Sunday, December 5, 2010



Grief Suite by Bobbi Lurie
(CW Books, 2010)

“And I found the dark spelling of my life.” Is the last line of “Soft Fibers Adorn The Diminishing Landscape”, the final poem in Bobbi Lurie’s Grief Suite. This dark spelling is how everyone’s name is recorded, whether or not we live long enough to read it:
You watch the others retreat
At the entrance to the cancer factory not presented to them yet.

But to us it is.
“To me alone,” we say in unison.
(from “Once My Heart Was Wide And Loved The World”)

This dark spelling is also presented by poetry, another eventuality some never attain. A review of a poetry collection offers a few letters – initials, acronyms, excerpts such as:
I fragment short prayers, picking at the worded wounds. I lie down quietly beside her and try to be a prayer.
(from “Your ‘I’ So Much Like Mine”)

You give the news out in tiny spoonfuls.
People chew on it until it becomes familiar.

You are dimmer to them now.
You glimmer in the distance with your fate.
(from “Once My Heart Was Wide And Loved The World”)

The cornfields are memories. You cannot remember anything. The road is filled with dust. Your life is. Your death. I cannot find it in this landscape. This collection of tendencies.
(from “Traveling North”)

Note the prose enjambment of “Your life is. Your death.”, one of the many technical finesses in “Traveling North” and this collection. Here is the entirety of “Traveling North”:
Though you are dead now. Though I walk covered in dust through this strip mall in Iowa. I remember the collection of tendencies that led me here. The flat landscape. The blazing heat of cornfields. The landscape and body are one sensation.

Everywhere the books of atmospheric pressure. This book smells like miracles. That you were the chapter. That I was the slaughter. That sheep, my inheritance. That you were the shepherd who led me here. Your hand reaching out to strike. Your hand reaching up to brush the hair from your brow. I never knew which. I never knew when. Your hand.

The cornfields are memories. You cannot remember anything. The road is filled with dust. Your life is. Your death. I cannot find it in this landscape. This collection of tendencies.

Though you are dead now. Though your hand would reach to strike. Though your hand would reach up to brush. The hair from your brow. Though light penetrates this. It is flat. It is frozen in self-image. I must resist the symbiotic wish. I must void the infantile condition. That region. This region. The atmospheric pressure in the vicinity of living.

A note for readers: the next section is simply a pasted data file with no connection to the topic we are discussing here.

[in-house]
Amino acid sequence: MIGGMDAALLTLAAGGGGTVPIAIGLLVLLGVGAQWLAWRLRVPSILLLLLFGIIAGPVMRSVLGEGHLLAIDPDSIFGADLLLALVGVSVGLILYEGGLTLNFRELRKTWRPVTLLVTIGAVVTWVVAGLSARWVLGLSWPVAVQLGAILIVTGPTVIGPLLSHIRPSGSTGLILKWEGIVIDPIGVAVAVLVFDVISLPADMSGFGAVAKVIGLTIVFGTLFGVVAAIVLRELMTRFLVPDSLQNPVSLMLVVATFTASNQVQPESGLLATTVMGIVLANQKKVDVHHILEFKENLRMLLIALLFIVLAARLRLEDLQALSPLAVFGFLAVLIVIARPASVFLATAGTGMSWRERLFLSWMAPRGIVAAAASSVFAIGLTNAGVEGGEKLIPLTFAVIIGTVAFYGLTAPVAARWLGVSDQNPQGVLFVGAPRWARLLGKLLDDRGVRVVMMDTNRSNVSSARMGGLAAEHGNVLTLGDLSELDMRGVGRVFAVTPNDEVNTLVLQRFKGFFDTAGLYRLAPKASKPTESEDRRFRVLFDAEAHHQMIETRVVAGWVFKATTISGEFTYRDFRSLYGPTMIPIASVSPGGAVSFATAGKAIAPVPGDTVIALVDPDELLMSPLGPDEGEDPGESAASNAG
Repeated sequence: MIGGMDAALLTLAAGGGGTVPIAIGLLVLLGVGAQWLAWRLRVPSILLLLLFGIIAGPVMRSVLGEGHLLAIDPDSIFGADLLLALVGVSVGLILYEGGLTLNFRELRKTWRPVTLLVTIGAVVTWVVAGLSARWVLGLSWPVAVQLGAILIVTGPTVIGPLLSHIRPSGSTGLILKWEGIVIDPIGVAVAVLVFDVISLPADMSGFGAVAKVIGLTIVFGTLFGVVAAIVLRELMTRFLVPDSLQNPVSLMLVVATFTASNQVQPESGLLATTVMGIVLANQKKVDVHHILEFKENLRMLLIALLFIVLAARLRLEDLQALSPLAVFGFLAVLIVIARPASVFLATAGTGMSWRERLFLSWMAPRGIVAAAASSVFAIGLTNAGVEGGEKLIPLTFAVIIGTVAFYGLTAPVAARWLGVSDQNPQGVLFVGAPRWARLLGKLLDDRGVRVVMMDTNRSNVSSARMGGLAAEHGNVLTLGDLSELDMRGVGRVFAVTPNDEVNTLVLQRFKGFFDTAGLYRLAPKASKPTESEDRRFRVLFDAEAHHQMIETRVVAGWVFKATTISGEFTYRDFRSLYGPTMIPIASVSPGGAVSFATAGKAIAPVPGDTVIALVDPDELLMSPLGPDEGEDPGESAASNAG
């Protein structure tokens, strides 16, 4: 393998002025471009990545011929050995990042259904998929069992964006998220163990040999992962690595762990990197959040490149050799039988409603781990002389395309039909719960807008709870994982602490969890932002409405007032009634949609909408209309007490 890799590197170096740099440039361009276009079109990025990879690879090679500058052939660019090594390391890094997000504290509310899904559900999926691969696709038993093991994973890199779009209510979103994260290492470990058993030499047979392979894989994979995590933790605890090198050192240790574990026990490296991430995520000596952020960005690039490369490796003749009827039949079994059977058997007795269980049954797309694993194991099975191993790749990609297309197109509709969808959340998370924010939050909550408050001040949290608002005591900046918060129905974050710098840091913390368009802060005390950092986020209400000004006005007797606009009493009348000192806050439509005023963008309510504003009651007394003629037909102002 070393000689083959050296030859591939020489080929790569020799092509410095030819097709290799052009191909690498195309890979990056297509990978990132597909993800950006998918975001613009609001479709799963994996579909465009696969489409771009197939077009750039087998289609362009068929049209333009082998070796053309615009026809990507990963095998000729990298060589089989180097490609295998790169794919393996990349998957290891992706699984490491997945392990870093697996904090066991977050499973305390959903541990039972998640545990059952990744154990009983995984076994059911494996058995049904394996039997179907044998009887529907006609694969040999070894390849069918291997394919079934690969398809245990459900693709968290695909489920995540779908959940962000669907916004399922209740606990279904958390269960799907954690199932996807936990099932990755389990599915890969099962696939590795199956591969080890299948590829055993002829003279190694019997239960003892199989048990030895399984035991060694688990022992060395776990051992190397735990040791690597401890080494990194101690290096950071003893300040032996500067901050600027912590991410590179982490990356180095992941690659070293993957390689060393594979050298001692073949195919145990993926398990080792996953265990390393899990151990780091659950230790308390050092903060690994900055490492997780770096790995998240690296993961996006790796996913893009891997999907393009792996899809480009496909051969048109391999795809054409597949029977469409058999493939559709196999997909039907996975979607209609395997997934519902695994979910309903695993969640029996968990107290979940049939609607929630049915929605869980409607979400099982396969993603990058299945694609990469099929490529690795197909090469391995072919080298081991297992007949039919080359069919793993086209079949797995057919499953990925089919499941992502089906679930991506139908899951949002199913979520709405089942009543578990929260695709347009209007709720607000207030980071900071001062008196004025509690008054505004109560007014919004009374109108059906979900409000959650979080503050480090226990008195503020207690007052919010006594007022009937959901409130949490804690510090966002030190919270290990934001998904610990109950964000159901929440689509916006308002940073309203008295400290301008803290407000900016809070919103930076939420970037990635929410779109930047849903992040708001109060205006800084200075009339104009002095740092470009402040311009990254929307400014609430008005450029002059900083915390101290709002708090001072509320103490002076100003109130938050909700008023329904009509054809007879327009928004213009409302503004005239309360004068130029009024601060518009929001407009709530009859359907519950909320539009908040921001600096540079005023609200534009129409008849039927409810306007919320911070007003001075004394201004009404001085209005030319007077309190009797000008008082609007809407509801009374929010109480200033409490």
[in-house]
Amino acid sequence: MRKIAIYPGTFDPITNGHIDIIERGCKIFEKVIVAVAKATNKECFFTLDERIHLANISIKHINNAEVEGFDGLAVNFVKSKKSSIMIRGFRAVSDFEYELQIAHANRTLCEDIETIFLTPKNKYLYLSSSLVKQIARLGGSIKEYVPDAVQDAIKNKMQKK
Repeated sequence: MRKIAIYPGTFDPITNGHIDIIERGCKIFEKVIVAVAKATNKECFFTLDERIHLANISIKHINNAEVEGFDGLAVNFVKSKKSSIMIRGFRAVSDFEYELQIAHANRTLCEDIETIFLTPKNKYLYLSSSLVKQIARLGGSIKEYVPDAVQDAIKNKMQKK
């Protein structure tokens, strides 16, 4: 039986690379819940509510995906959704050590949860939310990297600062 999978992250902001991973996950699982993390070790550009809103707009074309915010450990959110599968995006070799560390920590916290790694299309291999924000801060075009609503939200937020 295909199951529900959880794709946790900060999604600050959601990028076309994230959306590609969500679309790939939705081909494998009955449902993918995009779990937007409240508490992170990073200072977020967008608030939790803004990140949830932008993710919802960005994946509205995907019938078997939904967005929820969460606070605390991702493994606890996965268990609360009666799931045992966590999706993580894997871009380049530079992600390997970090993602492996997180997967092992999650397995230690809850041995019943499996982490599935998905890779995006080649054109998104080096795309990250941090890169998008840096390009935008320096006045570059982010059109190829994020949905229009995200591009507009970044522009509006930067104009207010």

Though you seemed invincible when your body moved. Though the way your hand. Would reach to your brow. Even though dead. Even though each wave of light penetrates. Even though only seems to slaughter. Sheep of inheritance.

Wake up at 4 a.m. Walk out naked to the porch. Skin shimmering. The way the word porch clings. The creaky swing. Dark lake of the body. What is always erased. The way your hand would reach to your brow and wipe your hair away. And it was always your hair. Always yours. And your face jutted into the landscape. This nowhere. This clicking sound of insects. Late summer.


The poems in Grief Suite range from prose poem to free verse to experiment (in “Purity Becomes a Kind") to lyric:
Myth of Narcissus

The world leans into me
as I bend to fasten my sandals.
My hair is loose
and the wind arrives.

There is a black flame inside me
when I see his face. There is a floating garden
and a well with a crank.
If only I could bring the water to my lips.

He sees me
and I lower my head.
So this is Maturity!
Death comes toward us in equal steps.


Here is one more poem in its entirety:
An Increase in Silence

Harm is the scholar of thorns and thought its repetition and what is that smell, dear Lord, seeping out through the crevices of being this body, this bed such a plank for this festering vessel.

And they say in their multitudes to remind us of good deeds/ kind thoughts, what brought me here and brings me still is the cruel edge for all collect their coupons, they take the good parts out and keep it for themselves and dress in fine fabrics and gawk. Only those who love can sit and watch.

I have analyzed paintings in my day, I have sought to dance animated to illustrations but now the drop cloth is being taken by the workers and their skin beside the picture window shimmers.

I have finished first, beyond the grave from where I’ll speak, though planted like a crop and famous for it still.

Life venerates the bedding of the dead.


After these poems, after these excerpts, what more to persuade you of Grief Suite’s importance (power, beauty, value)? Is persuasion not the critic’s task? What more to persuade you to read Grief Suite in its entirety?


Jeff Harrison reviewed books for the past seven issues of Galatea Resurrects (list at He has publications from Writers Forum, MAG Press, Persistencia Press, and Furniture Press. He has two e-books at xPress(ed), and one at Blazevox. His poetry has appeared in The Hay(na)ku Anthology Vol. II (Meritage Press), An Introduction to the Prose Poem (Firewheel Editions), Otoliths, Sentence: a Journal of Prose Poetics, Xerography, Moria, NOON: journal of the short poem, Dusie, MiPOesias, EXPLORINGfictions, and elsewhere. Some of his poems can be read here and here. You are welcome to visit Antic View.

1 comment:

EILEEN said...

Another view is offered by Joey Madia in GR #14 at